Work in Cinema: Labor and the Human Condition
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Cinema frequently depicts various types of work, but this representation is never straightforward. It depends on and reflects many factors, especially the place and time the film is made and the type of audience it addresses. Here, the contributors employ transnational and transhistorical perspectives to compare filmic depictions of work.
and Wilde 2011: 198–9). He argues that when capitalists see a reduction in their profits one way they try to counteract this is by making excessive investment in what he calls constant capital, such as technology, machines, and so on. However, as this capital is constant it does not add any new value to the production process which can be turned into surplus value, which is eventually realized in the form of profit. For Marx, only labor is the source of this surplus value but as it is expelled
lost,” which Bingham is because he has become the victim of the alienating, affective emotions that Alex has expended on him without even realizing it. The next shot has Bingham in a hotel room having a drink and staring aimlessly out of the window. The camera pulls back showing him framed in the window as a picture of an isolated self that before he was happy with, but now seems an alienated self who, as in Alex’s words, is “lost.” L a bor a nd A l ienation 45 Alex rings him the next day,
http://www.fiesp.com.br/siaesp/files/2012/08/Pesq_panorama_cinema_brasileiro.pdf. Accessed November 17, 2012. Tr au m a of Da e da l us 131 Nagib, Lúcia. 2006. A Utopia no Cinema Brasileiro. São Paulo: Cosac & Naify. ———. April 2004. “Is this really Brazil? The Dystopian City of The Trespasser.” New Cinemas: Journal of Contemporary Film 2, (1):17–28 (12). Negri, Antonio. 2011. Art and Multitude. Cambridge: Polity Press. Oricchio, Luiz Zanin. 2003. Cinema de Novo: Um balanço crítico da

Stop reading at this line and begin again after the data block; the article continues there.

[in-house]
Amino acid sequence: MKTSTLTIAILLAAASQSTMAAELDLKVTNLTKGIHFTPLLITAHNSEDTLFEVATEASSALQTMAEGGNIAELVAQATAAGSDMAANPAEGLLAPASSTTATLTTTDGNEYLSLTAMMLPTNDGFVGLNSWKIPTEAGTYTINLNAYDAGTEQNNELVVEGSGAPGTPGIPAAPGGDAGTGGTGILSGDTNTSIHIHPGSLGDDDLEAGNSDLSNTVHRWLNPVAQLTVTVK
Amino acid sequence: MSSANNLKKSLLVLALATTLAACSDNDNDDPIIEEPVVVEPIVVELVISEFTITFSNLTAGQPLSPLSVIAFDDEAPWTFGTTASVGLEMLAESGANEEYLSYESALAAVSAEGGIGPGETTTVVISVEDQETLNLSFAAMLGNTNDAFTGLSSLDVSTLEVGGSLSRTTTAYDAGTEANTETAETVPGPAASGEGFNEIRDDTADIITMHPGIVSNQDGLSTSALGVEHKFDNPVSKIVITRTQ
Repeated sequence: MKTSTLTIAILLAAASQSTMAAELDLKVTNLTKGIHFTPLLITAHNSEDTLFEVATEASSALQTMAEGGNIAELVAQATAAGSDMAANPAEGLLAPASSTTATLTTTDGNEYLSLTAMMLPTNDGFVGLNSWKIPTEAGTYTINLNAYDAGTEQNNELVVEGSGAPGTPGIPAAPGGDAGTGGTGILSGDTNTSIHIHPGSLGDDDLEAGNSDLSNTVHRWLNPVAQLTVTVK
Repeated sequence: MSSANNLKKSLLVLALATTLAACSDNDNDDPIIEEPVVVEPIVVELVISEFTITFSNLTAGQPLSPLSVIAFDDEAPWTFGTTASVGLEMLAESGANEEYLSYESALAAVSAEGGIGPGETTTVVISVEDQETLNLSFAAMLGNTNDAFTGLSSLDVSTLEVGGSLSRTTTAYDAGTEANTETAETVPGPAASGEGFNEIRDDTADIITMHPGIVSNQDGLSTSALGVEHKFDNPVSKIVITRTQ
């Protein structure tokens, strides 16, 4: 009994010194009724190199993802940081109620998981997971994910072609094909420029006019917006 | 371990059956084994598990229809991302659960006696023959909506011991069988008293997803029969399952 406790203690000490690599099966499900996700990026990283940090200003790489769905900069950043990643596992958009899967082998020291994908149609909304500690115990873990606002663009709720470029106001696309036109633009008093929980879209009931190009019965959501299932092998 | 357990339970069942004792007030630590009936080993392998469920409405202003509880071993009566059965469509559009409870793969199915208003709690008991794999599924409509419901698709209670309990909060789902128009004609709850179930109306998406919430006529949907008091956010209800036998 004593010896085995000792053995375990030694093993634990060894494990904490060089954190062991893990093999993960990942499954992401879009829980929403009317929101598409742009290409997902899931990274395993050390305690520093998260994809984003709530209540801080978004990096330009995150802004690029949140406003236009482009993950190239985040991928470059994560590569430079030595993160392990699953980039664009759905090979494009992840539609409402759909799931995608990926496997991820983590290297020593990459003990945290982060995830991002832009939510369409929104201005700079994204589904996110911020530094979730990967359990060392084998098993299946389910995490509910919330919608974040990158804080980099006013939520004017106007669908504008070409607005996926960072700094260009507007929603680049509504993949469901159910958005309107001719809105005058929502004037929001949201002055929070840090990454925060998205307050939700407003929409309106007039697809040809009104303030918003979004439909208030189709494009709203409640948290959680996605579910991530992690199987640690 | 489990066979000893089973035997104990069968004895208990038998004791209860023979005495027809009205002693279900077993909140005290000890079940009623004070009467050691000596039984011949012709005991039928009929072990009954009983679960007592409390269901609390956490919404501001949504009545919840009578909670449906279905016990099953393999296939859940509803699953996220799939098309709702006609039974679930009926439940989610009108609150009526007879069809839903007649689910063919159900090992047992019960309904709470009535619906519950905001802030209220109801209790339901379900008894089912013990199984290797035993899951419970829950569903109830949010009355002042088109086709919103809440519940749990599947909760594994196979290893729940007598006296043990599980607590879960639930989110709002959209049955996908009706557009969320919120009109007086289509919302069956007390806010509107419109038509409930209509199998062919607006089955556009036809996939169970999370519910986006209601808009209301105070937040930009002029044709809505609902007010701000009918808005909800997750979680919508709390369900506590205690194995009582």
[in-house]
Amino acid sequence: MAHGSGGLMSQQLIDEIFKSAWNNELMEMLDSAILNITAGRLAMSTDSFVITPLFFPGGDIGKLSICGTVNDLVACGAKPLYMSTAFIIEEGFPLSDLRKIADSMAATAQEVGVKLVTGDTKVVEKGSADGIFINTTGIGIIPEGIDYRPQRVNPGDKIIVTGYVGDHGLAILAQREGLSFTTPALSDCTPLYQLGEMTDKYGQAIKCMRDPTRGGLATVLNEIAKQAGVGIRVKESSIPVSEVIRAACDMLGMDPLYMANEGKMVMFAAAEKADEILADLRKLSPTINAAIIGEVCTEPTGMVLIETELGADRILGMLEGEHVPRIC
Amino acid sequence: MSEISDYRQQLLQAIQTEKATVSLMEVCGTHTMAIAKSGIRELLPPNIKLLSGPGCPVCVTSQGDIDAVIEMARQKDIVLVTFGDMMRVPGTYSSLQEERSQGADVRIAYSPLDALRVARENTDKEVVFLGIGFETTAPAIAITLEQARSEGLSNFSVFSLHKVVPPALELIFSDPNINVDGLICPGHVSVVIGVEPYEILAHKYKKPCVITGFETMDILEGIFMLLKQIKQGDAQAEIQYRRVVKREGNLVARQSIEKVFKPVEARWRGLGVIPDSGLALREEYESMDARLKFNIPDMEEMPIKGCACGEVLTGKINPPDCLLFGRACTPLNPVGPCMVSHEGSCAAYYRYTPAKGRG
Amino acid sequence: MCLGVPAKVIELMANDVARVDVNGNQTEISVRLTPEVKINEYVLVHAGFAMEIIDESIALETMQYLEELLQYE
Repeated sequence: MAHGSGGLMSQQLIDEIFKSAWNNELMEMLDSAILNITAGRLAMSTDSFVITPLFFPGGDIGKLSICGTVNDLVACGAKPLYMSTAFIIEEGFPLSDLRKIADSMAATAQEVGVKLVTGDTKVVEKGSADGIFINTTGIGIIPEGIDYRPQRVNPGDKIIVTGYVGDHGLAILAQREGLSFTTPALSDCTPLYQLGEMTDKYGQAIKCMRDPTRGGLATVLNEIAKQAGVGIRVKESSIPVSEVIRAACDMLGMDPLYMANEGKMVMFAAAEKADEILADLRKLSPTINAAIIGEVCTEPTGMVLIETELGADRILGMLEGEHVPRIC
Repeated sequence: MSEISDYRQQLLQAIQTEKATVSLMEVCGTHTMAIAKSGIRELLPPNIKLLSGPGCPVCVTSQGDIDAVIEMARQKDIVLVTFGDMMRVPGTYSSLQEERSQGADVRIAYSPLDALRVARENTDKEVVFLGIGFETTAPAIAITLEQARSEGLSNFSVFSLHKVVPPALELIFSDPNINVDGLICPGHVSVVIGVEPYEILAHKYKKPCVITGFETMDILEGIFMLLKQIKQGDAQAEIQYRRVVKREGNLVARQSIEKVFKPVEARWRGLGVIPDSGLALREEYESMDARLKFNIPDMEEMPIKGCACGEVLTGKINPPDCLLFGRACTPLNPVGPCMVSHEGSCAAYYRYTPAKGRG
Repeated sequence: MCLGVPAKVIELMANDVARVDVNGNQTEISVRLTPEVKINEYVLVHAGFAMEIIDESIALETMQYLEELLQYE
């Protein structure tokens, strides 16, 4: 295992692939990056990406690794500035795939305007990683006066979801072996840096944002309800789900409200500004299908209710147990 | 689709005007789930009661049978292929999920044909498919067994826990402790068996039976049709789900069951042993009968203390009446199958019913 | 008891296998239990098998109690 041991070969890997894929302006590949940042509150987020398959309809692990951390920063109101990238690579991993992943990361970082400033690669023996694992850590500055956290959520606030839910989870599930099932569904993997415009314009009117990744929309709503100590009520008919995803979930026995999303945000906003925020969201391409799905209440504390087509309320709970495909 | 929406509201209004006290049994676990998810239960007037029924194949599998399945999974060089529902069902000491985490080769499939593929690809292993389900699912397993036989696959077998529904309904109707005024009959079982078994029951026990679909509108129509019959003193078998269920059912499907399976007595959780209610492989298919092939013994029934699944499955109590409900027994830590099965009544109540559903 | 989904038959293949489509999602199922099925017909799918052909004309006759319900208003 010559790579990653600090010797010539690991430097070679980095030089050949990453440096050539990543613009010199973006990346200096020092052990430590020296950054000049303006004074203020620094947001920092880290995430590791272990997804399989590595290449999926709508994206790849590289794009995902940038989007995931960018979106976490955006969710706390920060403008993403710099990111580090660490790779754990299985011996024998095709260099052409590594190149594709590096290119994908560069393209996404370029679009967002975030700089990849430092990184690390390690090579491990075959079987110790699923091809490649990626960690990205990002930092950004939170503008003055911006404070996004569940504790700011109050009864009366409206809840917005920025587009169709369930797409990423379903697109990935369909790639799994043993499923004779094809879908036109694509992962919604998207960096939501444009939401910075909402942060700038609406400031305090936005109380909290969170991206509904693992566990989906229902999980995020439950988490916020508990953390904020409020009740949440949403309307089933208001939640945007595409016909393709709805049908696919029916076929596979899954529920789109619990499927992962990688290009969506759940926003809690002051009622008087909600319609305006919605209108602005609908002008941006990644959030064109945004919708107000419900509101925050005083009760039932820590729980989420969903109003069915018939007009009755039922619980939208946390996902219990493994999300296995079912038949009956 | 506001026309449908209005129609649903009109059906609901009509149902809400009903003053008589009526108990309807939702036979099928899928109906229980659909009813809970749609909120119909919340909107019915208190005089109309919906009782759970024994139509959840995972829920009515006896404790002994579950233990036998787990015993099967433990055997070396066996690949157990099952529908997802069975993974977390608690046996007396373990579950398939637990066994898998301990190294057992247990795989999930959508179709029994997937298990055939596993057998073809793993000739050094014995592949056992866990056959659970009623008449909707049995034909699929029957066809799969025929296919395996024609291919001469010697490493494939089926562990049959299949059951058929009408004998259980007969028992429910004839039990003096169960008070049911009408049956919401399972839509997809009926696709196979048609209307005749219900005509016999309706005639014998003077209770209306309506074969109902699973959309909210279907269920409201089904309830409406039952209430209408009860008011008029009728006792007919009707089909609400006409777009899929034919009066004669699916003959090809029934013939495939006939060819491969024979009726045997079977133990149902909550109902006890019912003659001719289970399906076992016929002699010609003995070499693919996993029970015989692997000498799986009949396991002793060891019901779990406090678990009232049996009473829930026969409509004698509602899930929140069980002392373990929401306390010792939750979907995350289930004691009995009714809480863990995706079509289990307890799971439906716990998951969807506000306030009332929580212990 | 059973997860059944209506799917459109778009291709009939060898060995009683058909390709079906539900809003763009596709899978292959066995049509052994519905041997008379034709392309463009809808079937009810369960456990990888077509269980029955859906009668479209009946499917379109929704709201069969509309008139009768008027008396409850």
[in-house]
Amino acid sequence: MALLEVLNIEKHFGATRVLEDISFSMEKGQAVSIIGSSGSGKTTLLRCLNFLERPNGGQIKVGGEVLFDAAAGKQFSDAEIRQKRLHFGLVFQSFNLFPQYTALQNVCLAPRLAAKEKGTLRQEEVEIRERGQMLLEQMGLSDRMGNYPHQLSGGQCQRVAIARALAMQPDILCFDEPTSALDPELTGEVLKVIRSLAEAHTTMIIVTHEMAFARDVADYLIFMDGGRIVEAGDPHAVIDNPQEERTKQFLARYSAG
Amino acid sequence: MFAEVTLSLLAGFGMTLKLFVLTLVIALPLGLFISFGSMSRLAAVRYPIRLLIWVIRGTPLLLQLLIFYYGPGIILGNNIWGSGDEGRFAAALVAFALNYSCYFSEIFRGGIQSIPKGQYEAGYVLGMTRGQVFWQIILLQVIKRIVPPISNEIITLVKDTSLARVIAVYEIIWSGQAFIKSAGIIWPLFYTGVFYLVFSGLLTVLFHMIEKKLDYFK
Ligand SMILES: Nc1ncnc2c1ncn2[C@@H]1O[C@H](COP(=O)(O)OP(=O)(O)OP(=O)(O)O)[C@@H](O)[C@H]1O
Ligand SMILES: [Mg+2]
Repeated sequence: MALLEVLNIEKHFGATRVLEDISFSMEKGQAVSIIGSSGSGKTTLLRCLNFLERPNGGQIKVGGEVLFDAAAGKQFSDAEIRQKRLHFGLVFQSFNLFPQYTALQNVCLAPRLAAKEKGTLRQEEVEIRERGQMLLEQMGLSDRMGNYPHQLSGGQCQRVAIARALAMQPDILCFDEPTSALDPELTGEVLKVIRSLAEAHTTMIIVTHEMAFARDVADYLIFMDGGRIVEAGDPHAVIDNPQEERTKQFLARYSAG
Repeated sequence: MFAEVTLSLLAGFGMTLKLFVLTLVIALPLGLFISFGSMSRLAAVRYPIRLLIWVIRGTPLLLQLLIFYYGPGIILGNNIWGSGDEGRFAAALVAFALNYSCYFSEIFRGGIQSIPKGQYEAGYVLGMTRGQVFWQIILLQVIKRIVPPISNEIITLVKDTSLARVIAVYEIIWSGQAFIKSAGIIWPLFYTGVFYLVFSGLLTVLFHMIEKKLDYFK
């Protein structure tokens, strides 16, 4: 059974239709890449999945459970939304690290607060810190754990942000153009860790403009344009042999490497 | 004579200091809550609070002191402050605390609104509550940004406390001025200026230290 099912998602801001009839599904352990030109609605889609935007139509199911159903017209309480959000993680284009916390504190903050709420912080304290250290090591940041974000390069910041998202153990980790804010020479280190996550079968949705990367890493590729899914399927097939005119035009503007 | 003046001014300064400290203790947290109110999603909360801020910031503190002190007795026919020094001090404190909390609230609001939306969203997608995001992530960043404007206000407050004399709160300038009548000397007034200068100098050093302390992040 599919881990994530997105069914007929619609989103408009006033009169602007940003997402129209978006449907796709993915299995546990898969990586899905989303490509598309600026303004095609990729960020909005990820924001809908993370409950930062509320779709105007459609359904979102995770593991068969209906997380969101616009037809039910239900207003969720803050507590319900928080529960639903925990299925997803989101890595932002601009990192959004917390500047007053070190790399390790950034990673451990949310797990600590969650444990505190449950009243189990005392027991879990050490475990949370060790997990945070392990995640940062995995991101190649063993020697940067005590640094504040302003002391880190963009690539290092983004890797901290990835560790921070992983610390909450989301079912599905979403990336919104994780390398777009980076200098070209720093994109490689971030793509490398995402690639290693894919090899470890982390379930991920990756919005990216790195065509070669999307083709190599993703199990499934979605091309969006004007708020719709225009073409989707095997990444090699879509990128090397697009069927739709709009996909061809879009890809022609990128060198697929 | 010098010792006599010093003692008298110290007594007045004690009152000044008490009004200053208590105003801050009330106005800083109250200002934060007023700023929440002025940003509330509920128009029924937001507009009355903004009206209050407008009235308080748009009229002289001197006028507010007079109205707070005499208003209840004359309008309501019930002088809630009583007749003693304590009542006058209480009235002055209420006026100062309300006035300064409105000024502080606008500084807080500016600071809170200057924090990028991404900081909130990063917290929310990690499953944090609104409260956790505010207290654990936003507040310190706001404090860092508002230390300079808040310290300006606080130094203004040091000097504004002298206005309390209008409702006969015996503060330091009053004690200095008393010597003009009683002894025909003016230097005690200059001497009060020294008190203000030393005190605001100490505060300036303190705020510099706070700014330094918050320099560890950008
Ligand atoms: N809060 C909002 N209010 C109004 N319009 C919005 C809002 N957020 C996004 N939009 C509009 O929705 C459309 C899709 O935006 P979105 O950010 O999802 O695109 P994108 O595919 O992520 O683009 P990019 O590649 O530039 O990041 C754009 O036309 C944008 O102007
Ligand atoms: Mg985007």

protagonist of The Fly); they stop functioning as people who are involved in any sort of labor, and as a result come to very bloody and grand guignol ends. Although 2007’s Eastern Promises is highly distinctive in Cronenberg’s work, for showcasing the non-self-immolation of such a character, viewers are made to understand that this successful passing through the experience of frenetic brutalization exacts a certain cost. In Eastern Promises, Cronenberg has arrived at the same conclusion about the
in which case the title is literal. In this line of thought, it is important to look at the police station in the nearby town and the local pub, tucked away in the woods, both of which here, as in Damnation, are the principal loci of narrative activity. As the local center of law and order, the police station pertains mostly to the sociohistorical layer of meaning, enhanced by its surreal atmosphere. Prior to their returning to “the block,” Irimiás and Petrina are recruited as police informants